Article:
Frostbite and Frostnip: This time, don't ice it

Frostbite and Frostnip: This time, don't ice it
Posted on 01/13/2021
Frostbite and Frostnip: This time, don’t ice it

Seth Beal MAT, LAT, ATC, NASM-CES
Associate Athletic Trainer, Highlands Ranch High School


Frostbite is an environmental illness that has not often received as much attention from the public as other medical pathologies. This may be due to its low mortality rate or because people feel familiar with general prevention practices, the most important of which is decreasing your time of exposure to the cold. However, with the occurrence of COVID-19 and our attempts to limit its spread, many people may be forced to increase their exposure to the cold as social and athletic events are required to move outdoors during the winter and spring seasons.

Athletic seasons have been organized in order to best accommodate each sports team with the facilities necessary for competition. In Colorado, sports like football, baseball and soccer typically are not held in the winter months due to snow. However, with the arrival of the COVID-19 virus, many team’s seasons have been moved from when they would originally compete. This requires entirely new forms of preparation to prevent student athletes (and spectators) from developing cold related injuries, such as frostbite and frostnip. But before describing preventative measures, it is imperative to understand what these injuries are.

Frostnip
Frostnip is a freezing of the superficial bodily layers that typically leaves no long term or permanent damage. Crystals form on the surface of the patient’s skin, but never reach the underlying tissue. Interestingly, frostnip is not actually classified as a form of frostbite due to the depth that the crystals reach. However, it is a serious precursor to frostbite and if symptoms are noticed, the skin should be rapidly rewarmed so as to avoid deeper penetration of the ice crystals and severe damage to the extremities.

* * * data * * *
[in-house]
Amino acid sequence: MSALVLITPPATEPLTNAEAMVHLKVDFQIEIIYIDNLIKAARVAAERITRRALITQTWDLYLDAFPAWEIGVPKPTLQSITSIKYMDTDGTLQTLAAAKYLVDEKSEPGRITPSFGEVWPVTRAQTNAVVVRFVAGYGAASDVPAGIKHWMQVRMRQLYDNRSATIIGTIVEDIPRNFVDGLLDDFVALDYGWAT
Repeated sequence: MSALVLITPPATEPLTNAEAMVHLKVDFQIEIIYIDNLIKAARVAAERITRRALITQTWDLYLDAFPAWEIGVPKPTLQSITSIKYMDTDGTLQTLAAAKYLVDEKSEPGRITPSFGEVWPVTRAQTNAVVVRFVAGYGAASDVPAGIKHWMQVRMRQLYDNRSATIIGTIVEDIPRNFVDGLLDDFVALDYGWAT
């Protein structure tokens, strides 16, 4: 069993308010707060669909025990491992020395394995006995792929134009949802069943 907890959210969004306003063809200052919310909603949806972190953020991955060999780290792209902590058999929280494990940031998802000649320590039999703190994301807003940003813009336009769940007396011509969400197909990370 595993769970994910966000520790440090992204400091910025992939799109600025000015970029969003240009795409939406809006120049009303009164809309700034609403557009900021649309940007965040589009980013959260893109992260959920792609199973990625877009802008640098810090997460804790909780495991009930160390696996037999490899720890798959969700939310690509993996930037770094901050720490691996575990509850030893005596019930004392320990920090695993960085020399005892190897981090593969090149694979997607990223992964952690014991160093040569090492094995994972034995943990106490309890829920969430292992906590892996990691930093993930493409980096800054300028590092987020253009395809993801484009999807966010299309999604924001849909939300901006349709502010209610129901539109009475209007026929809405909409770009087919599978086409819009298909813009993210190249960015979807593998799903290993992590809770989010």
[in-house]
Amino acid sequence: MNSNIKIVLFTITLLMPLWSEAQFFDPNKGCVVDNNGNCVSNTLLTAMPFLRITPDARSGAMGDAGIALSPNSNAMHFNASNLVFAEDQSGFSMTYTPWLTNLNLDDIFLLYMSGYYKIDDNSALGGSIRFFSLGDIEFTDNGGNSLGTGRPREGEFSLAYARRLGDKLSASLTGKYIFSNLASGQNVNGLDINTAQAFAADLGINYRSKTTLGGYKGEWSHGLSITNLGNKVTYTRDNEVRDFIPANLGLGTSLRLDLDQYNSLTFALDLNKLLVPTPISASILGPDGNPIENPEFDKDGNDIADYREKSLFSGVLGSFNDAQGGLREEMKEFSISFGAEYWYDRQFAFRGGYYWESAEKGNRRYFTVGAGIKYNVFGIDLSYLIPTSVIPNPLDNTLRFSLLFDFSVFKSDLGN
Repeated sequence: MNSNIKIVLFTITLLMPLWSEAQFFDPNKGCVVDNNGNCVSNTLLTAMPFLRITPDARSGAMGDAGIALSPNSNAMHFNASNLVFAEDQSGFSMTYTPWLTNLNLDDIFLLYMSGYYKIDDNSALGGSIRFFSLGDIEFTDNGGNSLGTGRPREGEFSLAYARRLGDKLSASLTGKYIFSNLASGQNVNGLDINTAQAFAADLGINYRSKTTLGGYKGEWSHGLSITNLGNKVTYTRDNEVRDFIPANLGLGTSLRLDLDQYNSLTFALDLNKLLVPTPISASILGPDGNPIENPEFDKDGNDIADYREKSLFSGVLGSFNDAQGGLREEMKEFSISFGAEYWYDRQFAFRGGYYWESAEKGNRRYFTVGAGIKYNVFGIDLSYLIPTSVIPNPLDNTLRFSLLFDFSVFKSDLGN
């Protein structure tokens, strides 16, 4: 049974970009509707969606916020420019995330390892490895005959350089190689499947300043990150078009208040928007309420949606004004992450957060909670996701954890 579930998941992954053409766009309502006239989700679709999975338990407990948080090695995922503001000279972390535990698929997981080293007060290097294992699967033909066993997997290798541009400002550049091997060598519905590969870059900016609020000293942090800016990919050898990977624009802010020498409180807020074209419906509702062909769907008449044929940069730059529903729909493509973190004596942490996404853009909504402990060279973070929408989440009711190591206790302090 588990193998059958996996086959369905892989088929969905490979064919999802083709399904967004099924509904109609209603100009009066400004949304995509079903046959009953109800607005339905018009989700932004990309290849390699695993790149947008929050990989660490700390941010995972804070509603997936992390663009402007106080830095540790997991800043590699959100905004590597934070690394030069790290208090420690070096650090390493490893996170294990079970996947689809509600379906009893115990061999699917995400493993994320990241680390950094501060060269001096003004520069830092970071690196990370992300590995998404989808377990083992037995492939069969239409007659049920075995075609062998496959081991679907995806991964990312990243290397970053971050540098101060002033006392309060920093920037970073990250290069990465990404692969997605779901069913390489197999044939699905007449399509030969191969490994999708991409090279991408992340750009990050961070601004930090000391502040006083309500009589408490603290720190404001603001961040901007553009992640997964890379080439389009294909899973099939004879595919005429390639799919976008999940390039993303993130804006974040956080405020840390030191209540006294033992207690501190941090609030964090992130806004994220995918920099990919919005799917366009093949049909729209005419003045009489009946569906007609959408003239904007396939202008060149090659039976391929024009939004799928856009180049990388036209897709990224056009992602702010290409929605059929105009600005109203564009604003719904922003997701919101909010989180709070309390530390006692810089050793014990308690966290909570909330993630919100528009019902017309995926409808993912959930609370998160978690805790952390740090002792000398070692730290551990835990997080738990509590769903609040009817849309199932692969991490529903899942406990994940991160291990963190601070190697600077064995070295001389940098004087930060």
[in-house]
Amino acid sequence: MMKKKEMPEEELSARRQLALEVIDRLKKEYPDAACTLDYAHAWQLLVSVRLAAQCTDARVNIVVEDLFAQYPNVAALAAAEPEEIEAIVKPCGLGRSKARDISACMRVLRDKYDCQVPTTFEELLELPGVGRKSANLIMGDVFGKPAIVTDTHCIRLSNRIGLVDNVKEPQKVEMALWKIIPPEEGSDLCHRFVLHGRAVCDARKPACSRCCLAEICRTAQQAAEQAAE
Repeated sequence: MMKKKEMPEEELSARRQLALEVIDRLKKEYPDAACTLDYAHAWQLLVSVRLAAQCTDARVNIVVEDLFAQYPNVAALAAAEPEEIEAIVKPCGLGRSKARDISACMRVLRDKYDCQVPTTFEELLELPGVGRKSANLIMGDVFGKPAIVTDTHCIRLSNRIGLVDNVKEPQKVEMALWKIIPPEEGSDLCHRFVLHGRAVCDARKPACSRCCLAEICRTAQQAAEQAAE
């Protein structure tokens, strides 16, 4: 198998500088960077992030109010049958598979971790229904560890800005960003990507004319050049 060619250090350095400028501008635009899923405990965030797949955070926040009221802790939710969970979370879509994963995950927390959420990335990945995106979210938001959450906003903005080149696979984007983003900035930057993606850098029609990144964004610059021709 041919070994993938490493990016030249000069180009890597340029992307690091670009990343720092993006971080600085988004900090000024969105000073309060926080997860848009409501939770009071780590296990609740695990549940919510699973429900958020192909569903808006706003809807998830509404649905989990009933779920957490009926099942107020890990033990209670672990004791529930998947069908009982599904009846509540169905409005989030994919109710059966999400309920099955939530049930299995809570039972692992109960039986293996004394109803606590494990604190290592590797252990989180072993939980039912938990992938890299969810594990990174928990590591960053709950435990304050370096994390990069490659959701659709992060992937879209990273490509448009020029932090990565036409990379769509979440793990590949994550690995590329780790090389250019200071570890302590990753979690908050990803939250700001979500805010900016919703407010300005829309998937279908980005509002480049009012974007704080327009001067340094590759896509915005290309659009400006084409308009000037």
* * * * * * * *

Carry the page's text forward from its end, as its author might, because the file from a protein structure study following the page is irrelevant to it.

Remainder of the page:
Frostbite
When diagnosing cases of frostbite there are four degrees of severity. The first two are classified as “superficial frostbite” and the second two are classified as “deep frostbite.” First-degree frostbite is characterized by partial freezing of the skin with white or yellowish discoloration, numbness, erythema (superficial red patches on the skin) and mild edema (swelling trapped within bodily tissue). With Second-degree frostbite blisters begin to appear around the damaged tissue and fill with a milky fluid. Also there is erythema and edema on the border of each blister and the skin’s color darkens.

Once a patient reaches third-degree frostbite the exposed blisters become hemorrhagic and extend beneath the blood supply to the dermal layer. In addition, the subcutaneous layer (tissue below the superficial layer of fat) has begun to freeze and the skin turns a more blue-ish gray color. With the final stage of frostbite the subcutaneous tissues, muscles, tendons and even bones have begun to freeze. Initially there is little edema and there may be slight reddish discoloration on the skin. However, this quickly changes. The skin becomes dry, turns black and will often peel away at the surface due to cell and tissue death.

Treatment and Prevention